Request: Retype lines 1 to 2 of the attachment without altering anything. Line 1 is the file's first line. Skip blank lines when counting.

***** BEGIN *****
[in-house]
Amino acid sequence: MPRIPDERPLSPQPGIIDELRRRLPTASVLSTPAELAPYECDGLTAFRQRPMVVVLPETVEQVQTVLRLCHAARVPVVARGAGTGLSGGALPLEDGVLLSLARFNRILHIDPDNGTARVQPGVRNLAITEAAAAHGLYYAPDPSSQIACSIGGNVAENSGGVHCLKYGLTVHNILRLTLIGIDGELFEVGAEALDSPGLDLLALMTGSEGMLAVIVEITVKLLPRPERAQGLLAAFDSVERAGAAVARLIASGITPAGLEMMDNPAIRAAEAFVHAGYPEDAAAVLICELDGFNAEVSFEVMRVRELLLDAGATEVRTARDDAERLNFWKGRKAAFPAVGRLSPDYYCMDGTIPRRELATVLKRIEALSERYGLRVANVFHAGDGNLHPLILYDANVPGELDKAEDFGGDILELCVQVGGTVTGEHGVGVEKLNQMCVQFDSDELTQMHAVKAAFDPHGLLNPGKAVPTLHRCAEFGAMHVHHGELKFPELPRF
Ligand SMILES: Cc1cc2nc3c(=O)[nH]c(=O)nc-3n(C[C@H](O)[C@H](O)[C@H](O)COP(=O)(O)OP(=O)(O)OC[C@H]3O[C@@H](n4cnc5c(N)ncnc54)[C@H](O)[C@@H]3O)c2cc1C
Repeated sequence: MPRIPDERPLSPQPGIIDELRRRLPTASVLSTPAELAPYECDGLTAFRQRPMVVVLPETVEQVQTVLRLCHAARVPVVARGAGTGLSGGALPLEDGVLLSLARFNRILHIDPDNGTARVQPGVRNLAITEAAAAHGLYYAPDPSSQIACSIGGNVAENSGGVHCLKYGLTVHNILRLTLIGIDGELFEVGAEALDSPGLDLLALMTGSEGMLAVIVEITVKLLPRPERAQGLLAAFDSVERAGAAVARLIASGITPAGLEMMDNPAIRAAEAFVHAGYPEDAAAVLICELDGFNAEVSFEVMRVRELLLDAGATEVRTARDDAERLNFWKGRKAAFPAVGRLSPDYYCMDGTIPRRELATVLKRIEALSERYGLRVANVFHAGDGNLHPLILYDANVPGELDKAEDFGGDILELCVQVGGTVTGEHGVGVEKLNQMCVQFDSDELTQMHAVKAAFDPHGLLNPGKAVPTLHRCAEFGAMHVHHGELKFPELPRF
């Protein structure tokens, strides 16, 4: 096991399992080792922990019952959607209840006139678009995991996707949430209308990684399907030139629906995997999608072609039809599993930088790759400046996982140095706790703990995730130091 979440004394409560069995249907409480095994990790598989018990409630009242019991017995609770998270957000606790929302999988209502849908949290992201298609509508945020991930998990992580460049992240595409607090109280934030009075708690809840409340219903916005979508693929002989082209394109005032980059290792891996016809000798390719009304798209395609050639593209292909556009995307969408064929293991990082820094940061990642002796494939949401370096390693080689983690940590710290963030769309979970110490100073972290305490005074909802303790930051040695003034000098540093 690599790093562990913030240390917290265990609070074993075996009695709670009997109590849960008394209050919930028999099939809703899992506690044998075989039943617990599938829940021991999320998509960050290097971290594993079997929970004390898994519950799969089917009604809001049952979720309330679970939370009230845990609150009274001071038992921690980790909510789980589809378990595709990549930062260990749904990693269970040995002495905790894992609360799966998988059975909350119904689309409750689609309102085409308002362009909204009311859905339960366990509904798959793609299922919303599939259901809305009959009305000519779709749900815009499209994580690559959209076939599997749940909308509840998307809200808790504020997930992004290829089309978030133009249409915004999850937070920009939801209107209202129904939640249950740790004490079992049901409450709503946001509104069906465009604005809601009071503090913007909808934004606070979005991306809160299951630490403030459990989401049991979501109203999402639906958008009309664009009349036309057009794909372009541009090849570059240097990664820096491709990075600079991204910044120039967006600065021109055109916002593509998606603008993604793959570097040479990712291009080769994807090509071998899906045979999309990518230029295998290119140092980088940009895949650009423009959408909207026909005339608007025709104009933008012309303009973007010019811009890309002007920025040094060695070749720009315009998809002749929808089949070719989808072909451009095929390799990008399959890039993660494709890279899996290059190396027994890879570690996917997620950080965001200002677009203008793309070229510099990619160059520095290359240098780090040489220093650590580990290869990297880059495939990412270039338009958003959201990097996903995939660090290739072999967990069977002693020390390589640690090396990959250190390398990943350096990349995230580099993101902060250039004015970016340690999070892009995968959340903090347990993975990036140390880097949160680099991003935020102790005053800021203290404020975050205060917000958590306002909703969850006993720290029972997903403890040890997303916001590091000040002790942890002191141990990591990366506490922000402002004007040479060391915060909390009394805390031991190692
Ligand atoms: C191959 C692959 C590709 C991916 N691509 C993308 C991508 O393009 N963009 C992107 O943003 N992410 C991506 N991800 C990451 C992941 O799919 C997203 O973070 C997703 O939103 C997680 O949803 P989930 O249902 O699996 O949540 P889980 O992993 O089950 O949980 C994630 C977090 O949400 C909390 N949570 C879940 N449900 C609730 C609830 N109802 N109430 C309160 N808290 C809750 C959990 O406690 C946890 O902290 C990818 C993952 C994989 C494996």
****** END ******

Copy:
[in-house]
Amino acid sequence: MPRIPDERPLSPQPGIIDELRRRLPTASVLSTPAELAPYECDGLTAFRQRPMVVVLPETVEQVQTVLRLCHAARVPVVARGAGTGLSGGALPLEDGVLLSLARFNRILHIDPDNGTARVQPGVRNLAITEAAAAHGLYYAPDPSSQIACSIGGNVAENSGGVHCLKYGLTVHNILRLTLIGIDGELFEVGAEALDSPGLDLLALMTGSEGMLAVIVEITVKLLPRPERAQGLLAAFDSVERAGAAVARLIASGITPAGLEMMDNPAIRAAEAFVHAGYPEDAAAVLICELDGFNAEVSFEVMRVRELLLDAGATEVRTARDDAERLNFWKGRKAAFPAVGRLSPDYYCMDGTIPRRELATVLKRIEALSERYGLRVANVFHAGDGNLHPLILYDANVPGELDKAEDFGGDILELCVQVGGTVTGEHGVGVEKLNQMCVQFDSDELTQMHAVKAAFDPHGLLNPGKAVPTLHRCAEFGAMHVHHGELKFPELPRF